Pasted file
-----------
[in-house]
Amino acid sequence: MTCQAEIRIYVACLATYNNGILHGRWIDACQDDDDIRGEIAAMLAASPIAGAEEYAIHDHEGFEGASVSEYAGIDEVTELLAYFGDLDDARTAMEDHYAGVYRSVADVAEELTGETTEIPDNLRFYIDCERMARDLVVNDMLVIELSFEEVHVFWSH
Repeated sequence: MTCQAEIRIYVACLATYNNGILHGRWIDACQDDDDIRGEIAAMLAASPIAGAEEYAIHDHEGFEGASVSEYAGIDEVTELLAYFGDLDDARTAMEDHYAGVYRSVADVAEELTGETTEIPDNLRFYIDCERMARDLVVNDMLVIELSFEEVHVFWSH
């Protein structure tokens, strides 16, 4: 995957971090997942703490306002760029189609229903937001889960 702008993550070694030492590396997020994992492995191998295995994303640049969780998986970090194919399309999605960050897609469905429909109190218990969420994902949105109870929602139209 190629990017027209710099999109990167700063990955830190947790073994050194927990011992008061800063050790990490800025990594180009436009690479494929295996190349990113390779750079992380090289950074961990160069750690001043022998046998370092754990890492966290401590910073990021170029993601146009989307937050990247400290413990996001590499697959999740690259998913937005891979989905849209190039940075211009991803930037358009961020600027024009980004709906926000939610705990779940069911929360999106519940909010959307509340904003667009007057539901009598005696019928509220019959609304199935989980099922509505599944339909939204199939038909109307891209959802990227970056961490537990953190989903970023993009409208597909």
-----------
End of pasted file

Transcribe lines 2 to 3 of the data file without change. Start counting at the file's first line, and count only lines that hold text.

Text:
Amino acid sequence: MTCQAEIRIYVACLATYNNGILHGRWIDACQDDDDIRGEIAAMLAASPIAGAEEYAIHDHEGFEGASVSEYAGIDEVTELLAYFGDLDDARTAMEDHYAGVYRSVADVAEELTGETTEIPDNLRFYIDCERMARDLVVNDMLVIELSFEEVHVFWSH
Repeated sequence: MTCQAEIRIYVACLATYNNGILHGRWIDACQDDDDIRGEIAAMLAASPIAGAEEYAIHDHEGFEGASVSEYAGIDEVTELLAYFGDLDDARTAMEDHYAGVYRSVADVAEELTGETTEIPDNLRFYIDCERMARDLVVNDMLVIELSFEEVHVFWSH